In contrast to the extremist, emotional fan, suffering from psychological inadequacy, there is the rational, intellectual aficionado. Jensen notes there are two factors serving to differentiate fans from aficionados; the modes of enactment and the objects of desire (Jensen 16). This differentiation stems back to the ‘minority culture’ theorist critique of popular culture in contrast to intellectually engaging, ‘high culture’.

This “cultural hierarchy” rests on the ‘high culture’ product denotation as wealthy, well educated, and rare, in contrast to ‘low brow’ cultural objects as inexpensive and widely available. These ‘low brow’ interests are characterized as fandoms, while the ‘high culture’ interests are noted as intellectual.

Jensen compares fan activities to academic activities and finds striking similarities between the two cultural groups (Jensen 19-22). A fan letter can be found in academia in the form of essay reviews. A fanzine can take the form of footnoted bibliographies and critical appreciations of academic work. Furthermore memorabilia in academia are collected as bibliographies, reviews, and commentaries of a subject or author of interest. Thus there are inherent similarities between fandoms and academic community interests, however fandoms are viewed as irrational and academia interest groups are depicted as rational and genteel. Jensen believes that the “ascription of dysfunction of fandoms is misguided and insulting” (Jensen 23). Furthermore the negative portrayal of fandoms falls victim to class and status stereotypes that overwhelm the modern societal landscape.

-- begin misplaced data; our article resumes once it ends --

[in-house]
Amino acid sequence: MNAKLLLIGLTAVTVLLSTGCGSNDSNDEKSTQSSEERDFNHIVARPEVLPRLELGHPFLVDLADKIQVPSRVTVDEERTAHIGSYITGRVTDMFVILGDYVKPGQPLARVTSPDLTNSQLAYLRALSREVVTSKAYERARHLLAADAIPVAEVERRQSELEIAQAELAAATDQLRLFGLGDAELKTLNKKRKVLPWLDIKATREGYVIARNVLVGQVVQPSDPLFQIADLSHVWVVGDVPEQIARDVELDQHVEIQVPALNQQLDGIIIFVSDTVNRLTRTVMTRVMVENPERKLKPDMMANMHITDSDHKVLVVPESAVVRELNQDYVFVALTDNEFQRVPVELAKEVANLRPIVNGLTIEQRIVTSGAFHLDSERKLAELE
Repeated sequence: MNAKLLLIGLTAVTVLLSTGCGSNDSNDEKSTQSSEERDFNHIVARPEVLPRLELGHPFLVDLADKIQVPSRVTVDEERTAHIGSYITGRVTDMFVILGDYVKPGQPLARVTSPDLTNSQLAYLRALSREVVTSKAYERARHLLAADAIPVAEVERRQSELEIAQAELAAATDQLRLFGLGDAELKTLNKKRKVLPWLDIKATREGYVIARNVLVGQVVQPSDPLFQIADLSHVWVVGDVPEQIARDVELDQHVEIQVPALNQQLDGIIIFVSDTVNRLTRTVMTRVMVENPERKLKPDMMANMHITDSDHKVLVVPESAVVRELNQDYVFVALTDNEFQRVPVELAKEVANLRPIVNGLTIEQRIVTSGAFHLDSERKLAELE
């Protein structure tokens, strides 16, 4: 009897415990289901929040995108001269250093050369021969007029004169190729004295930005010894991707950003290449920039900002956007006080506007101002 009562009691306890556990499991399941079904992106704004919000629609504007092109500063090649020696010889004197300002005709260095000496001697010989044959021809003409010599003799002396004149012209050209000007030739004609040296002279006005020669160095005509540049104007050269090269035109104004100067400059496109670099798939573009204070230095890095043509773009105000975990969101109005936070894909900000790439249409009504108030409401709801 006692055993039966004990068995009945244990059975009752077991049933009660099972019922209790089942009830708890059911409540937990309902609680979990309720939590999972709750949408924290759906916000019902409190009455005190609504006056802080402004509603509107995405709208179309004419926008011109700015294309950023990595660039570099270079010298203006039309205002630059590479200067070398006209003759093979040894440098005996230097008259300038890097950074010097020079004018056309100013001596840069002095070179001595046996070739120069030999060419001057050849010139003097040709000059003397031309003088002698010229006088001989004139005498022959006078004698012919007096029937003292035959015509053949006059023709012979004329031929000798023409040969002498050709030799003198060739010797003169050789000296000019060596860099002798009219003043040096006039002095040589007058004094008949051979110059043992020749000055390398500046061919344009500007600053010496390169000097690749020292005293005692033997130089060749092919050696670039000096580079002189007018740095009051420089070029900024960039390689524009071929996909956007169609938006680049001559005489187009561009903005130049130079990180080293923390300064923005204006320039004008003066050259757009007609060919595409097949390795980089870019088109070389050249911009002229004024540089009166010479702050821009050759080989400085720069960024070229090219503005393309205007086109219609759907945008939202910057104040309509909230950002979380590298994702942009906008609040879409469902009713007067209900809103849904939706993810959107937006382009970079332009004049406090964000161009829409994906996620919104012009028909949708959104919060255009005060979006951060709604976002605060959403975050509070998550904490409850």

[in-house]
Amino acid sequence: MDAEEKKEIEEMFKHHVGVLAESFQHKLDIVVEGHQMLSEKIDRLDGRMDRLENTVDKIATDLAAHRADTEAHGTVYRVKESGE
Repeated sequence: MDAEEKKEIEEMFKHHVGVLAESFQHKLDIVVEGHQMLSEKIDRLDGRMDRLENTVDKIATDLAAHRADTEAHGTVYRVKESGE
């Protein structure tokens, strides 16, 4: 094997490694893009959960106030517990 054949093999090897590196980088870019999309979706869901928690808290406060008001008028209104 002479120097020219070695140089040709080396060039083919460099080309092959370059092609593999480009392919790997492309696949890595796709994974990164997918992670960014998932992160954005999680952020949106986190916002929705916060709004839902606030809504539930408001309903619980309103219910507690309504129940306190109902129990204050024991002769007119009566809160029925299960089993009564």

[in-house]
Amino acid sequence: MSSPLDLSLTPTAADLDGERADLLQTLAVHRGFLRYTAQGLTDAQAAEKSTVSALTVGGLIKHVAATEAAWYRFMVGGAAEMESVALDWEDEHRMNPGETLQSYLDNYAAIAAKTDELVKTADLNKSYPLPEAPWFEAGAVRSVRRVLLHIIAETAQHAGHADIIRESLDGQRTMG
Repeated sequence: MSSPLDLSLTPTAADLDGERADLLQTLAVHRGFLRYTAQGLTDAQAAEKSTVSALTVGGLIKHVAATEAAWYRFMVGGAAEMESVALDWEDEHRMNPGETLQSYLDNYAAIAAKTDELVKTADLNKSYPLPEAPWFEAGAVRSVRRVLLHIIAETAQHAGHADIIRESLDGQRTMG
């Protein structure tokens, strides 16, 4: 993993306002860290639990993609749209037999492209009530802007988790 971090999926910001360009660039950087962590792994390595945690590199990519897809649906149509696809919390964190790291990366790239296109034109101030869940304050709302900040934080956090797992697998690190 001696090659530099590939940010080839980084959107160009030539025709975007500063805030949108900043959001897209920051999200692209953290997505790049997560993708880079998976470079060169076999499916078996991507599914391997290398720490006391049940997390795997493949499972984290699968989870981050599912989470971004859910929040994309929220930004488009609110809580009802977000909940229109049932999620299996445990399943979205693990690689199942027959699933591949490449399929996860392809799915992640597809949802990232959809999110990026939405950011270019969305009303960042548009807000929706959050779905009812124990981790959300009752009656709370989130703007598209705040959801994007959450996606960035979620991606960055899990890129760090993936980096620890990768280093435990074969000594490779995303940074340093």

Jensen closes her essay by warning that the stigmatization of fans as the deviant ‘other’ only serves to hinder us from understanding how “value and meaning are enacted and shared in contemporary life” (Jensen 24). Jensen proposes looking at fandom in terms of the larger question of what it means to cherish, long, and admire within modern society. Furthermore, Jensen proposes that fandom should be viewed as a piece of how we understand our environment in relation to mass media and should be researched within the context of cultural location and social landscape of the era.

Jensen’s essay shed light on the modernist critique roots of fandom analysis and how the limited view of fandoms as a cultural extreme and cultural ‘other’ only serves to damage the modern understanding of sub cultural groups and the exploration of group fascinations. Her ability to draw upon the similarities between aficionados and fans is particularly insightful and highlights the classist elements of the academic critique of fans. I agree with Jensen that instead of depicting fans as the ‘other’ we can gain far more by viewing fans as ‘us’ and attempting to understand how value and meaning are constructed and experienced in the present.

(Lewis, Lisa, and Joli Jensen. Adoring audience fan culture and popular media. London: Routledge, 1992.)

Click on this link to view Jensen’s lecture, Picasso’s Fame: Art, Celebrity and Becoming a Fan.